Plasticity of protein expression during culture of fetal skin cells
ABSTRACT In order to gain insight into the biology of fetal skin during culture, cellular proteins were studied during four culture passages (P00, P01, P04 as well as P10) using high-resolution two-dimensional (2-D) gel electrophoresis and mass spectrometry (MS). Bioinformatic analyses were focused on a region of each gel corresponding to pI between 4 and 8 and M(r) from 8000 to 35 000. In this area, 373 +/- 42 spots were detected (N = 18). Twenty-six spots presented an integrated intensity that increased in the higher passages, whereas five spots showed a progressively lower intensity in subsequent passaging. MS analysis was performed on spots that were unambiguously identified on preparative 2-D gels. Among the 26 spots showing an increased size between P00 and P10, 9 were identified, and corresponded to 3 proteins: (i) peptidyl-prolyl cis-trans isomerase A (P05092; cyclophilin A or cyclosporin A-binding protein), (ii) triosephosphate isomerase (P00938), and (iii) enoyl-CoA hydratase (P30084). Among these nine identified spots, three were absent at P00, but were present at P10. They corresponded to isoforms of peptidyl-prolyl cis-trans isomerase and triosephosphate isomerase, respectively. Liquid chromatography-tandem mass spectrometry (LC-MS/MS) analyses of the acidic isoforms of triosephosphate isomerase showed modifications of cysteine residues to cysteic acid. All these isoforms were clearly present in the skin cells of a 4-year-old child, as well as in skin cells from a 80-year-old man, at P00. These observations probably reflect either an oxidative stress related to cell culture, or, alternatively, maturation, differentiation and the aging of the cells.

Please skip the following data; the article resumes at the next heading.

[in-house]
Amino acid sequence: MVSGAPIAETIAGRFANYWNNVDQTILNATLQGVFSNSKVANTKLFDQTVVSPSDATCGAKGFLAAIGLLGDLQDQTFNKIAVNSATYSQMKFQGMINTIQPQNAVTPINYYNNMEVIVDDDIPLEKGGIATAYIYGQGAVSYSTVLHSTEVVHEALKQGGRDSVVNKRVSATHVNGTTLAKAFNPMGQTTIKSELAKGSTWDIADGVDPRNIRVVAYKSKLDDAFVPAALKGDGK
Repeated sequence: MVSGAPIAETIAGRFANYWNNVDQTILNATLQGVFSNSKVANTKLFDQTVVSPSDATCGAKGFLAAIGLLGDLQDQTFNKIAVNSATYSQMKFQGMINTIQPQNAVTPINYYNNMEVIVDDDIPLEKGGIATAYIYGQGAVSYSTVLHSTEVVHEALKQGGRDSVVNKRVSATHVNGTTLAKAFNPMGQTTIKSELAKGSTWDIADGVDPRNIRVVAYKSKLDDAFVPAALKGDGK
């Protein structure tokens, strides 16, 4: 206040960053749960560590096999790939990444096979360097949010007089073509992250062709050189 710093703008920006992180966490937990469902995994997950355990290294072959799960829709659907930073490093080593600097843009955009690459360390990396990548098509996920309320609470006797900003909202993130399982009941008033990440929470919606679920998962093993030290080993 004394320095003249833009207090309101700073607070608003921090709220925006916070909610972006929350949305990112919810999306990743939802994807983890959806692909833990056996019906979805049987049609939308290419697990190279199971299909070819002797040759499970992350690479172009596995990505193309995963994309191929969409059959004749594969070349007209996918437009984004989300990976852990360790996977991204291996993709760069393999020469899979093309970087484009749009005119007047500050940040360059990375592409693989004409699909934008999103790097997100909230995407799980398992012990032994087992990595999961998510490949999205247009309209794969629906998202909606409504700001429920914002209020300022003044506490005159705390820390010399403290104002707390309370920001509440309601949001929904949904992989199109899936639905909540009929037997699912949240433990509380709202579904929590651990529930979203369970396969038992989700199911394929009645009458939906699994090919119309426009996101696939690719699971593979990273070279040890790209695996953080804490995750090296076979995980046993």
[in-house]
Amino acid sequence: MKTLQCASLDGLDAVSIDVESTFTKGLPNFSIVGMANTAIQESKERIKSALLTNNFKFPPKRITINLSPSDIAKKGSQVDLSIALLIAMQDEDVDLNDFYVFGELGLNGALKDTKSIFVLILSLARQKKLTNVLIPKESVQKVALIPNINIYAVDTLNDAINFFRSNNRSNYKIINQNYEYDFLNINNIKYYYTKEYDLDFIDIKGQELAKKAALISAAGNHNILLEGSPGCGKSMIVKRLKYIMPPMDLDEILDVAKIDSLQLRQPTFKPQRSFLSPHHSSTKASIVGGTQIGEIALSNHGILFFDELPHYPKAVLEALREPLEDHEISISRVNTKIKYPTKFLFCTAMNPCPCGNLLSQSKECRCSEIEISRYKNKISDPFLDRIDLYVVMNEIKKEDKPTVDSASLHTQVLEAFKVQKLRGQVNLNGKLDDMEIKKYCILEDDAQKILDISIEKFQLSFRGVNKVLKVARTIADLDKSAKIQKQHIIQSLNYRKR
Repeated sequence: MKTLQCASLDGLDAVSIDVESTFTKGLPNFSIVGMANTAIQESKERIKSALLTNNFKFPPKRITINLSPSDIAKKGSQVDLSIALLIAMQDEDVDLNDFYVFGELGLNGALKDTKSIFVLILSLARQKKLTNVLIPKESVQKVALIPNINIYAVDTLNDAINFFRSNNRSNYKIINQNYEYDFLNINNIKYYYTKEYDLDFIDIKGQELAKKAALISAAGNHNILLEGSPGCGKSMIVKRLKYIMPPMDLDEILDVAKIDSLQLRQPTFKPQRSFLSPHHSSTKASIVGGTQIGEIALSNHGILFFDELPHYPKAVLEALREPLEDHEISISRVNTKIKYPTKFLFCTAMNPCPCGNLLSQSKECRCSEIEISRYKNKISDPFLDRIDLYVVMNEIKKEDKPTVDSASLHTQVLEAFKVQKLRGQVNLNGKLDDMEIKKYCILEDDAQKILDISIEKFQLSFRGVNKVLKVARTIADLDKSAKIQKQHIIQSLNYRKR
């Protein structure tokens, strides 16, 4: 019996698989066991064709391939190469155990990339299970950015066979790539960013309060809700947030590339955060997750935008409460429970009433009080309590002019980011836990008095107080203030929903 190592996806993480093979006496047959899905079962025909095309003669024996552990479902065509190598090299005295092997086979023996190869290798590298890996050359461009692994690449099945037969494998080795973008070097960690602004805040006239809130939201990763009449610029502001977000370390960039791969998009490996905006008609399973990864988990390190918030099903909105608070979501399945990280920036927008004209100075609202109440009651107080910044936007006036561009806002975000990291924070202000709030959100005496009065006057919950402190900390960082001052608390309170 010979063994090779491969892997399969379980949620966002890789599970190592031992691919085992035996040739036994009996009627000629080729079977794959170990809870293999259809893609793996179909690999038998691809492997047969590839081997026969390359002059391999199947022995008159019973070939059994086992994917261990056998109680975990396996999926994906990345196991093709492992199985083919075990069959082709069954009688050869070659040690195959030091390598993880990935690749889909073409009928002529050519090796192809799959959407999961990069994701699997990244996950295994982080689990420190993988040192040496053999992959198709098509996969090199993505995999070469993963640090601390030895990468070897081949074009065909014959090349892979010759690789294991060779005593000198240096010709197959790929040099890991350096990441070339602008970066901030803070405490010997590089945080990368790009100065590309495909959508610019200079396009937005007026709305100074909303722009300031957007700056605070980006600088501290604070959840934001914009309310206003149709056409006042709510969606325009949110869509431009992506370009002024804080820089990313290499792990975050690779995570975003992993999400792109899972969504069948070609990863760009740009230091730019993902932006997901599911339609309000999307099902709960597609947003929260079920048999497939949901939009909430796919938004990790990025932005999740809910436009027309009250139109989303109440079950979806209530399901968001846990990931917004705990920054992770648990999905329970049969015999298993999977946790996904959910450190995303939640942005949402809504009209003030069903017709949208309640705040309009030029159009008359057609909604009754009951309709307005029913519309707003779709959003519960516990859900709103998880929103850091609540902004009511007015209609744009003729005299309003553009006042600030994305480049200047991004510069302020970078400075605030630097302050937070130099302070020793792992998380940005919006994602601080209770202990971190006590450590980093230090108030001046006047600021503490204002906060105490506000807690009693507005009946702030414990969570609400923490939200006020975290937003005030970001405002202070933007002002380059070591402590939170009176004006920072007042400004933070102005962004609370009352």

- SourceAvailable from: swissproteomicsociety.org
- [Show abstract] [Hide abstract]
ABSTRACT: Wound healing in fetal skin is characterized by the absence of scar tissue formation, which is not dependent on the intrauterine environment and amniotic fluid. Fetal cells have the capacity of extraordinary expansion and we describe herein the development of a fetal skin cell bank where from one organ donation (2-4 cm2) it is possible to produce several hundred million fetal skin constructs of 9 x 12 cm2. Fetal cells grow three to four times more rapidly than older skin cells cultured in the same manner and these banked fetal cells are very resistant against physical and oxidative stress when compared to adult skin cells under the same culture conditions. They are up to three times more resistant to UVA radiation and two times more resistant towards hydrogen peroxide treatment. This mechanism may be of major importance for fetal cells when they are delivered to hostile wound environments. For fetal cell delivery to patients, cells were associated with a collagen matrix to form a three-dimensional construct in order to analyze the capacity of these cells for treating various wounds. We have seen that fetal cells can modify the repair response of skin wounds by accelerating the repair process and reducing scarring in severe bums and wounds of various nature in children. Hundreds of thousands of patients could potentially be treated for acute and chronic wounds from one standardized and controlled cell bank.Cell Transplantation 02/2006; 15(8-9):823-34. DOI:10.3727/000000006783981459 · 3.57 Impact Factor
- [Show abstract] [Hide abstract]
ABSTRACT: To assess the efficiency of two-dimensional fluorescence difference gel electrophoresis (2D-DIGE) and of two-dimensional electrophoresis and ammoniacal silver staining (2D-E), different amounts of soybean trypsin inhibitor and horse myoglobin were added to amniotic fluid. In this model, a minimum of 5 to 10 ng of "artificial" biomarkers was detected.Protein and Peptide Letters 02/2006; 13(10):959-63. DOI:10.2174/092986606778777506 · 1.74 Impact Factor